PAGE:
As the title entails, Ship Breaker is set in coastal area of dystopian America, wherein the main source of income is scavenging and dismantling shipwrecked oil tankers. Our story’s hero is Nailer. Nailer is a skinny teenage boy small enough to crawl into the nooks and crannies of an oil tanker to scout and scavenge copper lines. To do this, one has to be part of a crew. No crew, means no source of living in this part of the world. And in this line of job, the danger of being replaced or booted out is always highly probable. So, loyalty and hard work plays a very important part on being a member.
In this bleak environment, Nailer found family with Pima and her mother, Sadna. Nailer's own mother died when he was younger, and he grew up battered by his toxic-brained father, Richard Lopez. So, Pima and Sadna took upon themselves to care for Nailer anytime he gets hurt or beaten by Lopez. As much as he wanted to leave Lopez, Nailer still values their blood-ties. Every time he finds the urge to do so, he reminds himself of the times when his father is sober enough to be mindful.
More than anything, people in this place believe in fate. Once in a while people get lucky, and may edge a little in their status. So when Nailer and Pima found a shipwrecked clipper on the other side of the coast, they believed it to be their luck. First looters always get the prize, after all. Upon scavenging, they found a girl survivor in the wreckage. The debate to kill her for the loot, or save her and lose everything was fierce; but the humane thing won in the end. In no time, Nailer found himself jumping a train towards New Orleans with Nita the lucky girl, and Tool the hybrid.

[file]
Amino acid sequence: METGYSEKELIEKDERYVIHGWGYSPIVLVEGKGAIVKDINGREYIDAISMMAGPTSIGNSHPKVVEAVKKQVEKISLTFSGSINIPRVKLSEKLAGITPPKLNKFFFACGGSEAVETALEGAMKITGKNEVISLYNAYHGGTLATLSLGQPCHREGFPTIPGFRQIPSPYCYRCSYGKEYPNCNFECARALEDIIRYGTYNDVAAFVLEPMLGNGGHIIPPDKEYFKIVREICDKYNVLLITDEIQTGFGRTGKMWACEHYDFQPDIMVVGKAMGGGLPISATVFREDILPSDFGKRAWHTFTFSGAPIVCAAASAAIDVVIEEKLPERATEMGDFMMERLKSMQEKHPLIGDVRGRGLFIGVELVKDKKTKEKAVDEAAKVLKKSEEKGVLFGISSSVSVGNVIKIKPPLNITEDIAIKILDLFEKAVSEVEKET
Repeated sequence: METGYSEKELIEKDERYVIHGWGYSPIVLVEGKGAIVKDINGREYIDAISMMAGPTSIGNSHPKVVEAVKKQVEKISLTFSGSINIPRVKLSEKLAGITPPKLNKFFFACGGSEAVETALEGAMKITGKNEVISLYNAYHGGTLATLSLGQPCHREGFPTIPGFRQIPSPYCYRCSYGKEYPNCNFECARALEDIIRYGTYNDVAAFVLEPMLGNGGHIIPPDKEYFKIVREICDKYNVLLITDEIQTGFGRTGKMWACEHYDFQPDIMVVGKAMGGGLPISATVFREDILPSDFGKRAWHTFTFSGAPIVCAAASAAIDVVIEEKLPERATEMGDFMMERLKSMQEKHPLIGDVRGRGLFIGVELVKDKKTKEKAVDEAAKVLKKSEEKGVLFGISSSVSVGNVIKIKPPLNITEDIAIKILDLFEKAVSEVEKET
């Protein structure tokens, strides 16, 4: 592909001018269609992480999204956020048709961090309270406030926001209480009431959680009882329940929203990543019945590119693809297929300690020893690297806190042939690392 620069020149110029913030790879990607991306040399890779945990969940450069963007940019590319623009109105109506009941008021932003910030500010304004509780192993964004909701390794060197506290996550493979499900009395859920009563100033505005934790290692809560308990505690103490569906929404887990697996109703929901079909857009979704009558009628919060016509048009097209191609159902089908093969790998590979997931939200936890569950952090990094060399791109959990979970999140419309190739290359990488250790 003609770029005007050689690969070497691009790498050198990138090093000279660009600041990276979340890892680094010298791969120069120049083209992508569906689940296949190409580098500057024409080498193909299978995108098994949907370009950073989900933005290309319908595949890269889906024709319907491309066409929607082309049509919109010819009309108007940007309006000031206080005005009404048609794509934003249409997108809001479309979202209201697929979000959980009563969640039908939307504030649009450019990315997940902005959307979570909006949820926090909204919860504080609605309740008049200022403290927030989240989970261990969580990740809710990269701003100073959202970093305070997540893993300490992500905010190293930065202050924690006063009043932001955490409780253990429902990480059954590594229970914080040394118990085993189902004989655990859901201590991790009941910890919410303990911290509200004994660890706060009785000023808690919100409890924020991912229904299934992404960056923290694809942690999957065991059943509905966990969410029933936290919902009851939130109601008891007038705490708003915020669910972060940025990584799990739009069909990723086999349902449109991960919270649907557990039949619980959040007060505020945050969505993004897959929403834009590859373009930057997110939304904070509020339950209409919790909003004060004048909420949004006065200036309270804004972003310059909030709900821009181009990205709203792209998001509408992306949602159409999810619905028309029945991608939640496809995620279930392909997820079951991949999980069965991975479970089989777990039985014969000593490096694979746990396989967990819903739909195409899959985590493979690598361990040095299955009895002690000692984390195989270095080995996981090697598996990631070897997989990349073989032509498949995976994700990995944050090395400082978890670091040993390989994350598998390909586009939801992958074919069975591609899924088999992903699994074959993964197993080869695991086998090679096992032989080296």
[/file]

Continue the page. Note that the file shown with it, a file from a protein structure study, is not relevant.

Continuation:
"Blood is not destiny, no matter what others may believe."
The plot was never focused on the setting. No lamentation on how the earth was desecrated and abused. It was simply a setting to get the story moving. Instead, the story focused on characters, on how the dystopian society molds the people. We see a picture collage of people moving on with their lives after the icecaps in the arctic all melted. Bacigalupi created a society wherein the ruthless and the shrewd rules. Morals were often set aside to survive. The characters were pretty much rounded; the author was able to show both their good and bad sides. He’s really good in manipulating the reader’s imagination, exacting each scene on how it was supposed to be seen, in spite of the reader’s lack of sailing, navigational, or (mere) swimming skills.
There’s a lot going on in this story, both good and bad, but both essential in making this a great read. If you are for a lyrical prose and decent language, then you are out; but if those don't matter and you like adventure, action and excitement, then you are so in. Loyalty, Trust, Compassion, and Family were but a few of the themes circulating within the story.
I recommend this without reservations. It really is a great read.